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This article is part of the supplement: IEEE 7th International Conference on Bioinformatics and Bioengineering at Hardvard Medical School

Open Access Research

Protein intrinsic disorder toolbox for comparative analysis of viral proteins

Gerard Kian-Meng Goh1*, A Keith Dunker1 and Vladimir N Uversky123*

Author Affiliations

1 Center for Computational Biology and Bioinformatics, Indiana University School of Medicine, Indianapolis, IN 46202, USA

2 Institute for Intrinsically Disordered Protein Research, Indiana University School of Medicine, Indianapolis, Indiana 46202, USA

3 Institute for Biological Instrumentation, Russian Academy of Sciences, 142290 Pushchino, Moscow Region, Russia

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BMC Genomics 2008, 9(Suppl 2):S4  doi:10.1186/1471-2164-9-S2-S4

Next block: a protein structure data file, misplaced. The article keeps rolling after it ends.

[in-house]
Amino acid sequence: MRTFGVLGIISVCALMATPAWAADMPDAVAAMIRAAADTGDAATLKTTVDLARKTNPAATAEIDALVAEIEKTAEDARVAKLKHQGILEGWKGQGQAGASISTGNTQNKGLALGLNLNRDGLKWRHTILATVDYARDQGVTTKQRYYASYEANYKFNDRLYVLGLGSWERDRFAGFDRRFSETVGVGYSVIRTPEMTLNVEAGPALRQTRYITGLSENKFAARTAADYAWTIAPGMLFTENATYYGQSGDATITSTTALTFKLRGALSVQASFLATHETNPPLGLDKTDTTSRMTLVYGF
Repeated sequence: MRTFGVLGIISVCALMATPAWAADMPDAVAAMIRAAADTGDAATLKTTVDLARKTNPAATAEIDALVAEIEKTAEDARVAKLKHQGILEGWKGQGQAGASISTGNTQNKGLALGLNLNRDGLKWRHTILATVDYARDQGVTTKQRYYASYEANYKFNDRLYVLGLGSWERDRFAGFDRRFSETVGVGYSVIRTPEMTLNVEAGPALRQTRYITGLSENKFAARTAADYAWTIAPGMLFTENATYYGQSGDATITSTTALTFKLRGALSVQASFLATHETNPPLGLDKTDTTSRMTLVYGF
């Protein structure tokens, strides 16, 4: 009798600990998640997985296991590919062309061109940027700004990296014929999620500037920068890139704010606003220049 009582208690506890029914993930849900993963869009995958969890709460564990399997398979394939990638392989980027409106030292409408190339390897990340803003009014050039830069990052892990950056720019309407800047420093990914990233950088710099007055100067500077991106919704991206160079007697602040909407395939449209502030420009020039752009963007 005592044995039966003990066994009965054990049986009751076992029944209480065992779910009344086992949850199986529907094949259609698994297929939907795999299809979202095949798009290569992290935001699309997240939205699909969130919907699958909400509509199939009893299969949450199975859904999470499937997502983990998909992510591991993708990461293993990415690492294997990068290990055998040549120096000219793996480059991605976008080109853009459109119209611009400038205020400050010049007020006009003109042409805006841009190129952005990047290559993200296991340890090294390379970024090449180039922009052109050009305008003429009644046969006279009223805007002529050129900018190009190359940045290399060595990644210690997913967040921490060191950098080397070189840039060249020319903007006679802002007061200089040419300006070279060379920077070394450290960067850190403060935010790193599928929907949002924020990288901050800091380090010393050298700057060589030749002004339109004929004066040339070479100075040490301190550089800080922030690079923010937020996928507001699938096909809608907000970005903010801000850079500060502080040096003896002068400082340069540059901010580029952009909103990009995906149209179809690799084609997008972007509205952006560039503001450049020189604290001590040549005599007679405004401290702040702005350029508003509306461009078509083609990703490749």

Published: 16 September 2008

Abstract

To examine the usefulness of protein disorder predictions as a tool for the comparative analysis of viral proteins, a relational database has been constructed. The database includes proteins from influenza A and HIV-related viruses. Annotations include viral protein sequence, disorder prediction, structure, and function. Location of each protein within a virion, if known, is also denoted. Our analysis reveals a clear relationship between proximity to the RNA core and the percentage of predicted disordered residues for a set of influenza A virus proteins.

Neuraminidases (NA) and hemagglutinin (HA) of major influenza A pandemics tend to pair in such a way that both proteins tend to be either ordered-ordered or disordered-disordered by prediction. This may be the result of these proteins evolving from being lipid-associated. High abundance of intrinsic disorder in envelope and matrix proteins from HIV-related viruses likely represents a mechanism where HIV virions can escape immune response despite the availability of antibodies for the HIV-related proteins. This exercise provides an example showing how the combined use of intrinsic disorder predictions and relational databases provides an improved understanding of the functional and structural behaviour of viral proteins.